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Deep Learning Algorithm Performs Automatic Segmentation of Neonatal Brains from MR Images

By MedImaging International staff writers
Posted on 29 Feb 2024
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Image: Researchers have created a new MRI brain extraction tool for neonates (Photo courtesy of 123RF)
Image: Researchers have created a new MRI brain extraction tool for neonates (Photo courtesy of 123RF)

Magnetic Resonance Imaging (MRI) is a vital tool in medical diagnostics, particularly because of its high-resolution images and superior soft tissue contrast, which make it crucial for brain evaluations. This imaging technique is particularly vital for neonates, especially for assessing neonatal encephalopathy, where it helps in understanding the presence and pattern of brain injuries for better prognostication and treatment planning. The integration of artificial intelligence (AI) and machine learning (ML) has significantly enhanced the predictive accuracy of functional outcomes in infants using MRI data. A crucial step in preparing data for ML analysis of brain MRI is brain extraction or skull-stripping. However, the development of extraction algorithms for neonatal brains has been limited. To address this gap, researchers have now introduced an automated deep learning-based algorithm for neonatal brain MRI extraction.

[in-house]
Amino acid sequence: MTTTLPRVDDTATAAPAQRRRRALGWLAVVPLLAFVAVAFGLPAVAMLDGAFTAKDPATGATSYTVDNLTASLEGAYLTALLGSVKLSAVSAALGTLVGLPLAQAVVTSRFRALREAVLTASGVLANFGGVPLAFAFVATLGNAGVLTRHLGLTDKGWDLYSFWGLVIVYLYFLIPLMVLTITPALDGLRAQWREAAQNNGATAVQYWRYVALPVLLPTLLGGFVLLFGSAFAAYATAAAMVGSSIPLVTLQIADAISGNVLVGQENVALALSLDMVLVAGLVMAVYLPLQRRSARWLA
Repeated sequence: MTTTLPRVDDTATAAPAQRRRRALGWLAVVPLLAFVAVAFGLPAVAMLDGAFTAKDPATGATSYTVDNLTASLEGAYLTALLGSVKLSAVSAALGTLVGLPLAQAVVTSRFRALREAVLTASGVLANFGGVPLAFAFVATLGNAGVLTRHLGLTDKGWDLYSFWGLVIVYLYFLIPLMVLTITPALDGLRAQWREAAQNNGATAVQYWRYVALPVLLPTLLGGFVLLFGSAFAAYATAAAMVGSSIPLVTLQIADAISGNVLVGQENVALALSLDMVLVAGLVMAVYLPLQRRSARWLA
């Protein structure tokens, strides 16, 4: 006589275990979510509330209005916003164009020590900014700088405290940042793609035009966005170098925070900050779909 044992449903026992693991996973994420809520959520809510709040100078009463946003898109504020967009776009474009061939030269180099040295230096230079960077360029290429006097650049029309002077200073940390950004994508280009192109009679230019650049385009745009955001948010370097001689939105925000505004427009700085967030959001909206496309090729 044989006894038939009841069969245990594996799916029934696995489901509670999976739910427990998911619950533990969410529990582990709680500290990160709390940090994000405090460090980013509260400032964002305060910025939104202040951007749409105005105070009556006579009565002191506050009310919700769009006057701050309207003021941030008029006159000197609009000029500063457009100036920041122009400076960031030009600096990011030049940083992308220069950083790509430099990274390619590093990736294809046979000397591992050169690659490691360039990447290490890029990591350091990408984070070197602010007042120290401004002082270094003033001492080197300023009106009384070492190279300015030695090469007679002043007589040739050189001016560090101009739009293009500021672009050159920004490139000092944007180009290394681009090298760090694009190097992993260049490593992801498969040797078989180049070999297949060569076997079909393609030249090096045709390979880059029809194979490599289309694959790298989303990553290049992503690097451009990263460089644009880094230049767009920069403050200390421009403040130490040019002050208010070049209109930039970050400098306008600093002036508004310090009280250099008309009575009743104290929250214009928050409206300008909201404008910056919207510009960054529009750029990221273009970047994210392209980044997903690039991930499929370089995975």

A collaborative effort by researchers from the University of California, San Francisco (UCSF) and Duke University Medical Center (Durham, NC, USA) has led to the creation of ANUBEX. This deep learning algorithm is specifically designed for automatic segmentation of neonatal brains from MRI scans. The development of ANUBEX, an automated neonatal nnU-Net brain MRI extractor, utilized various MRI sequences such as T1-weighted, T2-weighted, and diffusion-weighted imaging (DWI) from neonatal MRI studies.

The researchers found that ANUBEX maintains consistent performance when trained on sequence-agnostic or motion-degraded MRI scans, though it showed slightly decreased effectiveness on preterm brains. ANUBEX’s deep learning-based approach has demonstrated accurate performance across both high- and low-resolution MRIs, offering rapid computational processing. This accuracy in brain tissue segmentation is crucial for subsequent image analysis and volumetric measurements. Future directions for this research include expanding the evaluation of ANUBEX’s accuracy beyond the neonatal age range to include young children and adults. Additionally, there is a need to assess the model's effectiveness on brains with diverse structural pathologies.

Related Links:
Duke University Medical Center 

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